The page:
Fictional superheroes often tend to be products of their times — Captain America rose out of World War II, Superman was inspired by the pulps of the ‘20s and ‘30s, and so on and so forth — so it’s not unreasonable to wonder what kinds of characters our current era might spawn. A Gen X or millennial superhero that lives in Brooklyn? I mean, that sounds about right — and that’s what we get in aka Wyatt Cenac, a new web series featured on Topic. There’s more there, though, than just a slew of generational stereotypes thrown on top of a familiar theme — which is exactly what makes the whole thing so relatable.
Created by (surprise!) writer, actor, and comedian Wyatt Cenac, aka Wyatt Cenac is sort of in the vein of Kick-Ass, Super, and other… I guess I’d call them “alternative superhero films"? Or… something like that? You know what I'm getting at — they’re not the big, action movie blowouts we get from the Marvel and DC films, and tend to center around everyday people, rather than folks with actual superpowers (and yes, I’m counting extreme wealth as a superpower here; that’s definitely a major tool in both Bruce Wayne’s and Tony Stark’s bags of tricks).
That, too, is where aka Wyatt Cenac lives. As the first episode of the six-part series demonstrates, we spend the story bouncing back and forth between Wyatt as he is at night and Wyatt as he is during the day. By night, he can be found acting as the Viceroy, performing heroic acts such as foiling the notorious Bushwick bike theft ring…
…And whining about how his back hurts and why he hates Bushwick and asking for a ride home because he just can’t deal with it himself.
By day, he can be found…
…Whining about pretty much the same things he complains about at night, really. Although he may also, say, spend a significant amount of time on the patio of a local bar with his friends discussing the difference between ramen and soup. (Anyone who has ever been to Brooklyn knows exactly the kind of bar I’m talking about. They usually do really good brunch. I still miss the Guinness pancakes from the one I used to live by, and I haven’t lived there for over four years.)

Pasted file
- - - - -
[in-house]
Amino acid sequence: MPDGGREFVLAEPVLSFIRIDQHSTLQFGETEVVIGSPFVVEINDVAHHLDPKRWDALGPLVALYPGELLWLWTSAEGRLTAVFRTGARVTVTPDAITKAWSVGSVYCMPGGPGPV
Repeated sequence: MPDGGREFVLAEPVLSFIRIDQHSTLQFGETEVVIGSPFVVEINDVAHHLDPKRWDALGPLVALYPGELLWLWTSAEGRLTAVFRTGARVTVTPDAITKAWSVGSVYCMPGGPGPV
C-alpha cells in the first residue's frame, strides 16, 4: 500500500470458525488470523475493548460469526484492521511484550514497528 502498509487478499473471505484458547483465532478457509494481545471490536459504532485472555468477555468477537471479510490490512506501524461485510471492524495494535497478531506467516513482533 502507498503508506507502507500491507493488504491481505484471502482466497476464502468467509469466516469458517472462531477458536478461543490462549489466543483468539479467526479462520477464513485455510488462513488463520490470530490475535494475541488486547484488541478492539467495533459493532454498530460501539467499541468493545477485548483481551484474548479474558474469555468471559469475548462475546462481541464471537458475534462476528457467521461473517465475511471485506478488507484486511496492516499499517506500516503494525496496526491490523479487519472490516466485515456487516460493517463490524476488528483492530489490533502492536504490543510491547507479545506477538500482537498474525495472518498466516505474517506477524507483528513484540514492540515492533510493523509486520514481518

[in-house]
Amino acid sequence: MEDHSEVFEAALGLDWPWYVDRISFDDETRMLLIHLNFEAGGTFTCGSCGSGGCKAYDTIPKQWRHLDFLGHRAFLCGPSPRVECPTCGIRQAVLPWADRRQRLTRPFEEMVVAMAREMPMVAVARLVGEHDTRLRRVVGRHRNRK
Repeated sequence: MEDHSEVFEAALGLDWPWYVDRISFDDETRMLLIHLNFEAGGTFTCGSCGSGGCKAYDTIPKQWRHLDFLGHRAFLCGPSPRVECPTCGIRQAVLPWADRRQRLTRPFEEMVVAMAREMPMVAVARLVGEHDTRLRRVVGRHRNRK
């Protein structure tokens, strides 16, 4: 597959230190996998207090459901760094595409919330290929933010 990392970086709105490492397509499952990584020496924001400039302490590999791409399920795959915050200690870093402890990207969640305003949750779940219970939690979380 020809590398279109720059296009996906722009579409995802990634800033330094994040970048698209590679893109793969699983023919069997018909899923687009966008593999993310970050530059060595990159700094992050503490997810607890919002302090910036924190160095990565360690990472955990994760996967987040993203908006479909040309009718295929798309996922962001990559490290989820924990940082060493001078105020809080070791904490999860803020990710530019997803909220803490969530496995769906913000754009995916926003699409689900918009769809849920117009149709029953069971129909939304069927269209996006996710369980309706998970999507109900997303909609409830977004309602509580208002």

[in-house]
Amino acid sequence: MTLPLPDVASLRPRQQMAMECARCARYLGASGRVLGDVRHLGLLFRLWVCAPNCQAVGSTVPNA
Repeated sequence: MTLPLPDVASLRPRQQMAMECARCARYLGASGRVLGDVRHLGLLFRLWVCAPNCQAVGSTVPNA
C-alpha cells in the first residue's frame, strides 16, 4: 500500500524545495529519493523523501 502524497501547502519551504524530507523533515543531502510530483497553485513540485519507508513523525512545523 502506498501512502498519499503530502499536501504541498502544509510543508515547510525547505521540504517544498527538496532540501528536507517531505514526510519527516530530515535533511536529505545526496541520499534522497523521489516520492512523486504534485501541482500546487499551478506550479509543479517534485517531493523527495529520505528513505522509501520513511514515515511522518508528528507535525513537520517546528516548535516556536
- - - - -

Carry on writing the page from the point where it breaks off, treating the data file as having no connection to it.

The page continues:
Sometimes, Wyatt finds himself attempting to fight crime during the daytime as himself. He is not, for example, well pleased when a pair of young, hip, Brooklyn-dwelling parents bring their baby to the bar at which the aforementioned ramen vs. soup discussion is occurring:
But his attempt to bring the cops in for reasons of alleged child endangerment… does not go as planned:
Although, as Wyatt’s friends point out as they leave the bar, which is now crawling with children, he’s part of the problem; his moving to the neighborhood helped make it more accessible, so he can’t now go ahead and restrict access to it for everyone else.
By the end of the first episode, he finds himself going up against a chop shop… just not the kind of chop shop you’re probably thinking. To quote Wyatt’s “sidekick,” it may not be the crime that Viceroy wants, but it is the crime that Brooklyn deserves. Watch it here:
What’s interesting to me is that this isn’t really a “millennial superhero” story. Cenac was born in 1976, which means he’s a Gen Xer, rather than a millennial — and a lot of what the series deals with is the push and pull between being part of a generation that’s still considered “young” by many (*coughboomerscough*), but which isn’t quite sure what to make of the generation following them. (Or at least, that’s a lot of what I’m personally taking from the series; maybe it’s just me. Is it? You tell me.) Cenac’s fictional version of himself — both unmasked and masked — grapples with issues that all ultimately have to do with change, whether it’s how the neighborhood you live in has changed since you moved to it six years ago or what it’s like dating in our current world. That’s what makes it so relatable — even if you’re not necessarily a Gen Xer. (As a mid-‘80s baby, I qualify as an “older millennial,” but so much of aka Wyatt Cenac rings true for me.)
Catch the full series over at Topic.